Tips from Other Journals
Posthospitalization Management of High-Risk Coronary Patients
Am Fam Physician. 2000 Sep 1;62(5):1174.
The morbidity and mortality associated with atherosclerotic coronary artery disease are mainly due to rupture of plaque, which often results in one of the acute coronary syndromes: unstable angina, non–Q-wave myocardial infarction or Q-wave myocardial infarction. Muhlestein reviews the principles of posthospitalization management of high-risk patients.
One study revealed that 50 percent of patients who required hospital readmission within one year after an acute coronary syndrome had new disease progression or plaque destabilization. Three percent had subacute vessel closure, and 47 percent had target-lesion restenosis. Instability of plaque is probably directly related to the thickness of the fibrous caps, with rupture of thick caps less likely than rupture of thin caps. Interventions to prevent plaque instability include dietary modification, exercise and drug therapy (see the accompanying table).
Discharge Medication Goals
Discharge Medication Goals
All inpatients with CAD discharged on HMG-CoA (statin) (titrated to LDL < 100 as outpatient)
All inpatients with CAD discharged on aspirin
All inpatients post-MI discharged on beta blocker
All inpatients with CAD, diabetes mellitus or LV systolic dysfunction (EF < 40 percent) discharged on ACE inhibitor (ARB, if ACE-intolerant)
CAD = coronary artery disease; HMG-CoA = 3-hydroxy-3-methylglutaryl-coenzyme A; LDL = low-density lipoprotein; MI = myocardial infarction; LV = left ventricular; EF = ejection fraction; ACE = angiotensin-converting enzyme; ARB = angiotensin receptor blocker.
Reprinted with permission from Muhlestein JB. Post-hospitalization management of high-risk coronary patients. Am J Cardiol 2000;85:19B.
The benefits of dietary measures and exercise in stabilizing the plaques have not been assessed, and studies have not yet documented that either of these interventions by themselves actually saves lives. Four drug therapies have been demonstrated to save lives: aspirin, beta blockers, angiotensin-converting enzyme (ACE) inhibitors and 3-hydroxy-3-methylglutaryl-coenzyme A (HMG-CoA) reductase inhibitors (statins).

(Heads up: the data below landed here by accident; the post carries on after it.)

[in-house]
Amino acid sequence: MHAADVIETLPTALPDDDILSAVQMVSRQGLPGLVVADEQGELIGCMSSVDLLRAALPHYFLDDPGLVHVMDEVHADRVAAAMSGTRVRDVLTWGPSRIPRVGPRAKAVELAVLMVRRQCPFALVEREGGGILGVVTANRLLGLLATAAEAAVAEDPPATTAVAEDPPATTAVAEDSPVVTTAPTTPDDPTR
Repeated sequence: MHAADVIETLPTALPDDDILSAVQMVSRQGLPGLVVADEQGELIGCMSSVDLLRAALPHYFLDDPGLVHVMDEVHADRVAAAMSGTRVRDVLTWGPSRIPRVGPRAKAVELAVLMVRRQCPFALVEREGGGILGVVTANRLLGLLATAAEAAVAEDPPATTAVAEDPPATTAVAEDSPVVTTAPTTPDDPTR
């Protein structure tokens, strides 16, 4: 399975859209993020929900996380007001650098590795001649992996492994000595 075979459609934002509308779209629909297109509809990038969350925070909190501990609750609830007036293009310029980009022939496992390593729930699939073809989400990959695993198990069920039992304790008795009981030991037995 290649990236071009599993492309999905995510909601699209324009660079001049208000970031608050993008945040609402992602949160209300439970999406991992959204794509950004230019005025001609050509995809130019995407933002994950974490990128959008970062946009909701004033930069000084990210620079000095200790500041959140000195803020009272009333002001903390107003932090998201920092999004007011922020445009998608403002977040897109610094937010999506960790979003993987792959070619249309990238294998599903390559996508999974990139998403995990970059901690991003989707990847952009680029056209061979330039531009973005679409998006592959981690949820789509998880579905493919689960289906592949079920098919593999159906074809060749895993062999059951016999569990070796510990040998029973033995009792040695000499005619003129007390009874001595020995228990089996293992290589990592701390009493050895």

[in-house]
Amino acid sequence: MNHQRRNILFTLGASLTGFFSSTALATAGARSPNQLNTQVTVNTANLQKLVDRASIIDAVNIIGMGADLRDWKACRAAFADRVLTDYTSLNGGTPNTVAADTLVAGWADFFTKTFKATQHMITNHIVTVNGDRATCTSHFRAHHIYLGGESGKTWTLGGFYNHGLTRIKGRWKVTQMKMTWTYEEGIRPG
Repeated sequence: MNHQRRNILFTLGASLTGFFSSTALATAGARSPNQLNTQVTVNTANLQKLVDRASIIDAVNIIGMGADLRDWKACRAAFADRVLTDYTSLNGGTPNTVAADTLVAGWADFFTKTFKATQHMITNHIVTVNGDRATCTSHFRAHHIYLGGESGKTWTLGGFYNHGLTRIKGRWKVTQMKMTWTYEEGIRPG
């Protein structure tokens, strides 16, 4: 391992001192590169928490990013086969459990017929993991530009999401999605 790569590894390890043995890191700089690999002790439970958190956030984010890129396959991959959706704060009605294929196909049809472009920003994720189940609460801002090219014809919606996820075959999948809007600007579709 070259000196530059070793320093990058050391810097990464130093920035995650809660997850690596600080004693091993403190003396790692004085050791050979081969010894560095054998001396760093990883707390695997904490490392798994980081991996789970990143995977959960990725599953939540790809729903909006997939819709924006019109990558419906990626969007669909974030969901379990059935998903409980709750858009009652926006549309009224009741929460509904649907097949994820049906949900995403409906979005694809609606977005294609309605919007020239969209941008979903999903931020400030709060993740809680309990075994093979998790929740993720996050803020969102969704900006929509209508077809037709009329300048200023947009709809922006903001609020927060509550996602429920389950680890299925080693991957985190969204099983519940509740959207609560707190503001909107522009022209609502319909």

Placebo-controlled trials have shown that aspirin, in patients who have sustained a myocardial infarction or have unstable or stable angina, reduces mortality by 30 to 50 percent. In addition to decreased platelet aggregation, beta blockers may also have specific intrinsic antiarrhythmic effects and may decrease the hemodynamic responsiveness of blood vessels, thereby helping to reduce the risk of plaque rupture. The reduction in mortality imparted by beta blockers is not altered by the ejection fraction. The most significant benefits have been noted to occur in patients with ejection fractions less than 50 percent. ACE inhibitors reduce afterload and delay progression of congestive heart failure and death. Studies have also demonstrated that ACE inhibitors reduce the risk of myocardial infarction and death in patients with diabetes or coronary artery disease. Lipid-lowering agents, specifically HMG-CoA reductase inhibitors, have been demonstrated to reduce mortality in persons with known coronary artery disease.
The author concludes that secondary prevention by means of appropriate drug therapy is required in every patient with a diagnosis of coronary artery disease who presents to the hospital with an acute coronary syndrome.
Muhlestein JB. Posthospitalization management of high-risk coronary patients. Am J Cardiol. March 9, 2000;85:13B–20B.
Copyright © 2000 by the American Academy of Family Physicians.
This content is owned by the AAFP. A person viewing it online may make one printout of the material and may use that printout only for his or her personal, non-commercial reference. This material may not otherwise be downloaded, copied, printed, stored, transmitted or reproduced in any medium, whether now known or later invented, except as authorized in writing by the AAFP. Contact email@example.com for copyright questions and/or permission requests.
Want to use this article elsewhere? Get Permissions